Tossing a new tasty pizza crust
(Article reprinted with permission from Manitoba Agriculture – source article here)
Carbone Coal Fired Pizza owner Joe Paletta wanted to create a delicious pizza alternative for customers who are diagnosed with celiac disease or have intolerances to wheat and gluten.
He originally created a dough using chickpea flour from Best Cooking Pulses Inc. (BCP) in Portage la Prairie, which works to promote the functional, nutritional and health benefits of pulses. In 2015, BCP introduced Paletta to the pinto-buckwheat flour blend that had been developed with the Manitoba Agri-Health Research Network (MAHRN) and he began to use it in his pizza recipe.
“It ended up being an even better fit for the gluten-free crust, the taste is great and even a lot of my servers prefer to have their pizza on this dough rather than the regular, they love it,” said Paletta.
Not only does the pizza have a great taste and texture, but there are also nutritional benefits.
“By blending complementary flours you can improve the protein quality – you’re creating a pizza crust that has higher quality protein in larger quantities,” said Dr. James House, professor and head of the Department of Human Nutritional Sciences at the University of Manitoba. Dr. House has been doing research on a number of pulse flour blends for the past year and has seen that by blending pulses with wheat flours the nutritional value is increased. “This one is unique because it was designed to look at the gluten free market, but the combination of pinto flour and buckwheat flour actually creates a high level of amino acids – the building blocks of protein.”
MAHRN worked through the Food Development Centre (FDC) to create batches of the flour blend for Paletta to use and to continue test marketing and commercialize.
High functioning ingredients
Pulses are high in fibre, protein, complex carbohydrates, minerals, and low in sodium. Buckwheat has rich nutritive value and is high in protein. Those characteristics drew Paletta to the flour blend. Being able to tell his customers the great tasting product they’re eating is also high in protein and fibre is something that Paletta and his staff can feel proud about.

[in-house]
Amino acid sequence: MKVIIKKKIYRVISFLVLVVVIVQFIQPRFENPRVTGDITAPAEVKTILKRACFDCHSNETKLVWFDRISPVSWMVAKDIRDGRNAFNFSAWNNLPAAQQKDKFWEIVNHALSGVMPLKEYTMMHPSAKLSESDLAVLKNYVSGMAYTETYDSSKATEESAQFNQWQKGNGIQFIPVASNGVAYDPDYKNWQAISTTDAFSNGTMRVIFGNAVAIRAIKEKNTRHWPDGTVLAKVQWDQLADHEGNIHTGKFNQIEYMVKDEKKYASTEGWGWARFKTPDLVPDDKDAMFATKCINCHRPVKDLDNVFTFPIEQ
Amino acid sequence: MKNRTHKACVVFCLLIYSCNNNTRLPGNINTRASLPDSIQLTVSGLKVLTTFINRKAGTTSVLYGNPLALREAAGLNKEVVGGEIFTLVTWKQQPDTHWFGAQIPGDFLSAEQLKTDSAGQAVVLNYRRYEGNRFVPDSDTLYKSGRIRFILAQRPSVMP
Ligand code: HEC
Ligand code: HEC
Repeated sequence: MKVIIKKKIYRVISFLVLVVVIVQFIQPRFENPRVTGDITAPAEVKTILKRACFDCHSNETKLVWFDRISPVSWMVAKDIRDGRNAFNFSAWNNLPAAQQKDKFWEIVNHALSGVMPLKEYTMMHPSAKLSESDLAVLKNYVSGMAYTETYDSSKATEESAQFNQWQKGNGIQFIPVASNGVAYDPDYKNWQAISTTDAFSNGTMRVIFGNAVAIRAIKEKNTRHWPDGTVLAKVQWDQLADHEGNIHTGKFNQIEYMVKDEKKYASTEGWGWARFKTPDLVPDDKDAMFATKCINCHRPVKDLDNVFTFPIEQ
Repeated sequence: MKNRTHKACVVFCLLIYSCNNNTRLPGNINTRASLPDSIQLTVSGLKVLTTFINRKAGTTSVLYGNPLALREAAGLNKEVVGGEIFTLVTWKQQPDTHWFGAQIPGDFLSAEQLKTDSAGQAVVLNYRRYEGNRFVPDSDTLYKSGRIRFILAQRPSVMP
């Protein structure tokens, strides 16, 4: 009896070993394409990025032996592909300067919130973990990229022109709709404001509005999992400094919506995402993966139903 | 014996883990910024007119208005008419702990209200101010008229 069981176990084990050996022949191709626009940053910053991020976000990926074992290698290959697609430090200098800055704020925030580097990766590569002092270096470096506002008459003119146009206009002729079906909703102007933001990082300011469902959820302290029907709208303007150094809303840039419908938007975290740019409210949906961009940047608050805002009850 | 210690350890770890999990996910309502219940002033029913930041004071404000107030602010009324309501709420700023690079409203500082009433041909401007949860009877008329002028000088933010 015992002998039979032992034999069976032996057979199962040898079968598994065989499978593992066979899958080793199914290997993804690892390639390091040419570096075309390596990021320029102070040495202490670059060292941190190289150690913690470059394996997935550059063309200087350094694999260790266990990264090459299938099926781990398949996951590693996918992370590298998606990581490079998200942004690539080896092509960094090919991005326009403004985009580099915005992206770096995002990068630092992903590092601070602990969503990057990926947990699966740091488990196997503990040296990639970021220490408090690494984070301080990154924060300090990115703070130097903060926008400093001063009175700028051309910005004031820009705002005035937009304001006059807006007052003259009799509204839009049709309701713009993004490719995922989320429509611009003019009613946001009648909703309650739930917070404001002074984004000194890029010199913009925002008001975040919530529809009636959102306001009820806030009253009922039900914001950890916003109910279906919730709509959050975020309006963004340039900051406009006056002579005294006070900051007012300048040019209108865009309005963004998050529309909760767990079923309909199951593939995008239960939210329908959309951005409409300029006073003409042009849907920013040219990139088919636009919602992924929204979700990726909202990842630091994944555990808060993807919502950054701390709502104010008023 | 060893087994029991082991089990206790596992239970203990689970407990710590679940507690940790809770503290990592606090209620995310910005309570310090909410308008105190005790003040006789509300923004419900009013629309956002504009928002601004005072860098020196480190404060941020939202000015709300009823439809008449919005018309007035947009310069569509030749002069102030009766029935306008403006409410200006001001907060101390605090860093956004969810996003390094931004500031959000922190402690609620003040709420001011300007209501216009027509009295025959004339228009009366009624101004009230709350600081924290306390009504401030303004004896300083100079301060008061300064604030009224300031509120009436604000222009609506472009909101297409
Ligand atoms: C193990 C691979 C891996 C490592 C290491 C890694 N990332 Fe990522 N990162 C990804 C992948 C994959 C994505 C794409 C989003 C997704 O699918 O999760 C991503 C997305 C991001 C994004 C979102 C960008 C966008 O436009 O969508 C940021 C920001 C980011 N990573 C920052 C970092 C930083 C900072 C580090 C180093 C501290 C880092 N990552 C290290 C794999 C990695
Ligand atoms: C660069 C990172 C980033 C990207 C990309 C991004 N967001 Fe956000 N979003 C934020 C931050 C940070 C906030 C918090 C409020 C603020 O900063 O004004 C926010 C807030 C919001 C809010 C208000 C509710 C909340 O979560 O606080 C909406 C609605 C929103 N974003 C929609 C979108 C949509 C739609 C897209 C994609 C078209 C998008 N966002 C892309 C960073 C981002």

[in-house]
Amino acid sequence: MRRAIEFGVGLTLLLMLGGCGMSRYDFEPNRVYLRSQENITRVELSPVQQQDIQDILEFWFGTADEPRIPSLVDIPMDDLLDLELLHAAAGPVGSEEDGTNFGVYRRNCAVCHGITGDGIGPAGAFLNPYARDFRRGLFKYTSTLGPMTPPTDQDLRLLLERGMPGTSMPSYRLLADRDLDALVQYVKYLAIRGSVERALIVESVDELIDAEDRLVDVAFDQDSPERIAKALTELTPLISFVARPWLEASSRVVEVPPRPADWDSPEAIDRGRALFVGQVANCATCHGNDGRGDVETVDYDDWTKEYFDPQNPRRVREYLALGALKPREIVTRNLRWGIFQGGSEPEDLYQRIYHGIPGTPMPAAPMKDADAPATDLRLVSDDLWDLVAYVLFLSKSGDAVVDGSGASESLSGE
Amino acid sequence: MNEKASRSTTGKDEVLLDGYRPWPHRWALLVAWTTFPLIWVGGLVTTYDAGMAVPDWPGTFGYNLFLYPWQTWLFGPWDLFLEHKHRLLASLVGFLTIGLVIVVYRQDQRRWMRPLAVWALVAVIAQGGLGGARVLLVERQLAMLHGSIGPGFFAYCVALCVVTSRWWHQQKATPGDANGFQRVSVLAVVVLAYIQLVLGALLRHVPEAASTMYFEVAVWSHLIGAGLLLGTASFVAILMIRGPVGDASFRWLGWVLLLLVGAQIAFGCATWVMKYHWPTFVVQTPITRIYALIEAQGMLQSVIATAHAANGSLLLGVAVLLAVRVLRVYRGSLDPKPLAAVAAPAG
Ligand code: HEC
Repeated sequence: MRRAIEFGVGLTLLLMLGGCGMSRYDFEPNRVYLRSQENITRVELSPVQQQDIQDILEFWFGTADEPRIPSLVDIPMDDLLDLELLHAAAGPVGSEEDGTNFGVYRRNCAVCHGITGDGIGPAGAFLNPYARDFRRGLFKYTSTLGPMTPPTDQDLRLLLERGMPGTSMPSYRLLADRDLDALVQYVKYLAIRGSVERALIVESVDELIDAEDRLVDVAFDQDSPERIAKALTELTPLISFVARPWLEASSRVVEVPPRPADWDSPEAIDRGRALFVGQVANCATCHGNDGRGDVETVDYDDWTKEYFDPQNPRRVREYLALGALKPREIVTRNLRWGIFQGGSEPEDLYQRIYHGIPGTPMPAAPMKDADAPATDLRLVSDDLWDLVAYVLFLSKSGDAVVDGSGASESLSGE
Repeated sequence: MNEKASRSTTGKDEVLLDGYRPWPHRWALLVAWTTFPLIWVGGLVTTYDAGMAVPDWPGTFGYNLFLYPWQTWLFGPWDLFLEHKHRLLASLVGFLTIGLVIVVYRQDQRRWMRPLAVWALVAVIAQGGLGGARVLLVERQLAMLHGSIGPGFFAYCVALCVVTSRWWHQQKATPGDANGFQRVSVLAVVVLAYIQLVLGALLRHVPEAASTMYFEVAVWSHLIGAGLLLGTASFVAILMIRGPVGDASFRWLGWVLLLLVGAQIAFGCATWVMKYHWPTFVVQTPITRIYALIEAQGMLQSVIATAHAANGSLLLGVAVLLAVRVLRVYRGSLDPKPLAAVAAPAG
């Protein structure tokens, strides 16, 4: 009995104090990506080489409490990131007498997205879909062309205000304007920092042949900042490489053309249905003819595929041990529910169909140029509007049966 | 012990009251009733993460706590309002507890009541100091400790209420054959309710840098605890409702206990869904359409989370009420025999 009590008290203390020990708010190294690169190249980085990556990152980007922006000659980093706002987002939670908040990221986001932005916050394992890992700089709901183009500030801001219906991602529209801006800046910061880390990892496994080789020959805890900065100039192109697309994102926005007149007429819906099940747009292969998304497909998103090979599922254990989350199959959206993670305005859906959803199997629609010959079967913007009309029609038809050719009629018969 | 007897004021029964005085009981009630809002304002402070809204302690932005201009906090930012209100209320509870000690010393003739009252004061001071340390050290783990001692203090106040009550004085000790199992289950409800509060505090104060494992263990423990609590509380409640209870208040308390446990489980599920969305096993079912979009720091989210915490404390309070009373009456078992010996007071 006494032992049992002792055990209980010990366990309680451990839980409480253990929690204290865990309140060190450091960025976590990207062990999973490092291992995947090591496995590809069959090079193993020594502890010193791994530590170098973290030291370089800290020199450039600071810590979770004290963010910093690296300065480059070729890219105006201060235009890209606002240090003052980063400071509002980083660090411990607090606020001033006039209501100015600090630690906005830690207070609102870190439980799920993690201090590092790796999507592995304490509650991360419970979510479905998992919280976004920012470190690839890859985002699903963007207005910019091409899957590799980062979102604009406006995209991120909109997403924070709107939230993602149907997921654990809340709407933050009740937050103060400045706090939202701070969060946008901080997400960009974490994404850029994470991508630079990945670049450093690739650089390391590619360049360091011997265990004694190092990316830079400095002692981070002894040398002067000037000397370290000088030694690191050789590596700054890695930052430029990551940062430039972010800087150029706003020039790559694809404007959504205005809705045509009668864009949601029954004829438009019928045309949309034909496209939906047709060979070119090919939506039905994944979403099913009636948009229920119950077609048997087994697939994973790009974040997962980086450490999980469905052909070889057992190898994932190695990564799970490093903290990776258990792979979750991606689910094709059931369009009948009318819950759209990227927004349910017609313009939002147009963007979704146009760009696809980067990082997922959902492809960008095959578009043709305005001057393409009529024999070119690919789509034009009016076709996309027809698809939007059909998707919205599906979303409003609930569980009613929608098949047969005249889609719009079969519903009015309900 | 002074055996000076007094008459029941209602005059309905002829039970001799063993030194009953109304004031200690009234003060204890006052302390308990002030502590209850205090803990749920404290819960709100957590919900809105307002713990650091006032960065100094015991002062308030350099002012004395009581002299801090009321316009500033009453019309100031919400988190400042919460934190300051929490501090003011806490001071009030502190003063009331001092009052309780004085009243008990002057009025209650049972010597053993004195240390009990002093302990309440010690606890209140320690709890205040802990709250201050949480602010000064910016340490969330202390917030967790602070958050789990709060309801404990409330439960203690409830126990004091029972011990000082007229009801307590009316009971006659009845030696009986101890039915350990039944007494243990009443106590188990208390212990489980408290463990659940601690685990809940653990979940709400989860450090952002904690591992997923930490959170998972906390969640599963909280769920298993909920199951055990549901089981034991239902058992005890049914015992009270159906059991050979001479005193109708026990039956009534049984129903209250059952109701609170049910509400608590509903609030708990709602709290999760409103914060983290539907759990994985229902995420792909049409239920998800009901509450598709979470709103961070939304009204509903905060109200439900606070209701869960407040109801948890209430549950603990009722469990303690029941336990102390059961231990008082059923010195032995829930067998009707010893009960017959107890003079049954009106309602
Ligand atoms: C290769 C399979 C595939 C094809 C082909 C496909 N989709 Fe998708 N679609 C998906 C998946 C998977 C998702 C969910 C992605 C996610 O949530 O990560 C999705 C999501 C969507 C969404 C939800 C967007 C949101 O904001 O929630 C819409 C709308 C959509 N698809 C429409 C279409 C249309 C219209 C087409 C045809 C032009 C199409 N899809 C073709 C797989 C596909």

“Nutritionally, the ingredients in the flour blend are what the food industry and food product developers are looking to work with,” said Dr. Paulyn Appah, senior process development consultant at the FDC. “Consumers are looking for the benefits the ingredients will introduce in the food without compromising the taste.”
Appah said that the mandate for the FDC is to add value to Manitoba’s agriculture sector. That means using Manitoba products such as grains, oilseeds, hemp, fruits, vegetables, honey, eggs, meat and dairy products, and finding ways to position them as suitable ingredients in food products consumers will enjoy and want to purchase.
Working together to bring the product to the market
“We need people like Mr. Paletta to work with the Food Development Centre and the MAHRN cluster so that consumers can reap the benefits. The nutritional and functional benefits of the flour blend can only be assessed when the food is consumed. FDC researches the benefits, develops the products and then communicates with consumers and obtains feedback on whether or not they enjoy the product,” she said. “People eat with their eyes and their mouth. Generally, the nutritional value in itself isn’t significant enough to make people want to eat a food if it doesn’t look and taste good.”
The pinto-buckwheat flour blend is currently being used in Carbone’s gluten-free pizza crust at all three of its locations. Paletta plans to continue working with the Food Development Centre to eventually market a ready-made version of the crust to grocery stores.
Research and development for this project is funded in part by the Growing Forward 2 Growing Innovation program. The program helps fund projects that increase productivity, introduce new products, introduce new crops or production techniques, and research to bring innovative products to the market.